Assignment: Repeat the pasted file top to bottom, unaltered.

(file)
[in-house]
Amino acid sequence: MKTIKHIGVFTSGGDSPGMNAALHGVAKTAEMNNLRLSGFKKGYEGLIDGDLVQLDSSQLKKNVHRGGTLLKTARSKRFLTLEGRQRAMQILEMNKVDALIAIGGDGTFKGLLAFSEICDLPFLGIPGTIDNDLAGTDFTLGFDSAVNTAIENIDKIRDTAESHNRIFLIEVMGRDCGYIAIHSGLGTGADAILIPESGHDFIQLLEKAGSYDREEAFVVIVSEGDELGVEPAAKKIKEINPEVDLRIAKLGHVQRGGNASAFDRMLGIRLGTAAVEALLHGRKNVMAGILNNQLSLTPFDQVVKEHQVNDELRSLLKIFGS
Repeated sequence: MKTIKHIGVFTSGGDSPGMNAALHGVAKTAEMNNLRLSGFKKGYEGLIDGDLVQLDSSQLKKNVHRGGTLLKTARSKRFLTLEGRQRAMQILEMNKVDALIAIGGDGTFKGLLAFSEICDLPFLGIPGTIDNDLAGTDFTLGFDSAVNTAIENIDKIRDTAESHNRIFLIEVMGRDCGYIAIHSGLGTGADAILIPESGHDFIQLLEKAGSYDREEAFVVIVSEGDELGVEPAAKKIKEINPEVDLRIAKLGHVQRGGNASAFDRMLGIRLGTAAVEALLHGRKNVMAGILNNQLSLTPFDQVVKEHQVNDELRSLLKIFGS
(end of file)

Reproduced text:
[in-house]
Amino acid sequence: MKTIKHIGVFTSGGDSPGMNAALHGVAKTAEMNNLRLSGFKKGYEGLIDGDLVQLDSSQLKKNVHRGGTLLKTARSKRFLTLEGRQRAMQILEMNKVDALIAIGGDGTFKGLLAFSEICDLPFLGIPGTIDNDLAGTDFTLGFDSAVNTAIENIDKIRDTAESHNRIFLIEVMGRDCGYIAIHSGLGTGADAILIPESGHDFIQLLEKAGSYDREEAFVVIVSEGDELGVEPAAKKIKEINPEVDLRIAKLGHVQRGGNASAFDRMLGIRLGTAAVEALLHGRKNVMAGILNNQLSLTPFDQVVKEHQVNDELRSLLKIFGS
Repeated sequence: MKTIKHIGVFTSGGDSPGMNAALHGVAKTAEMNNLRLSGFKKGYEGLIDGDLVQLDSSQLKKNVHRGGTLLKTARSKRFLTLEGRQRAMQILEMNKVDALIAIGGDGTFKGLLAFSEICDLPFLGIPGTIDNDLAGTDFTLGFDSAVNTAIENIDKIRDTAESHNRIFLIEVMGRDCGYIAIHSGLGTGADAILIPESGHDFIQLLEKAGSYDREEAFVVIVSEGDELGVEPAAKKIKEINPEVDLRIAKLGHVQRGGNASAFDRMLGIRLGTAAVEALLHGRKNVMAGILNNQLSLTPFDQVVKEHQVNDELRSLLKIFGS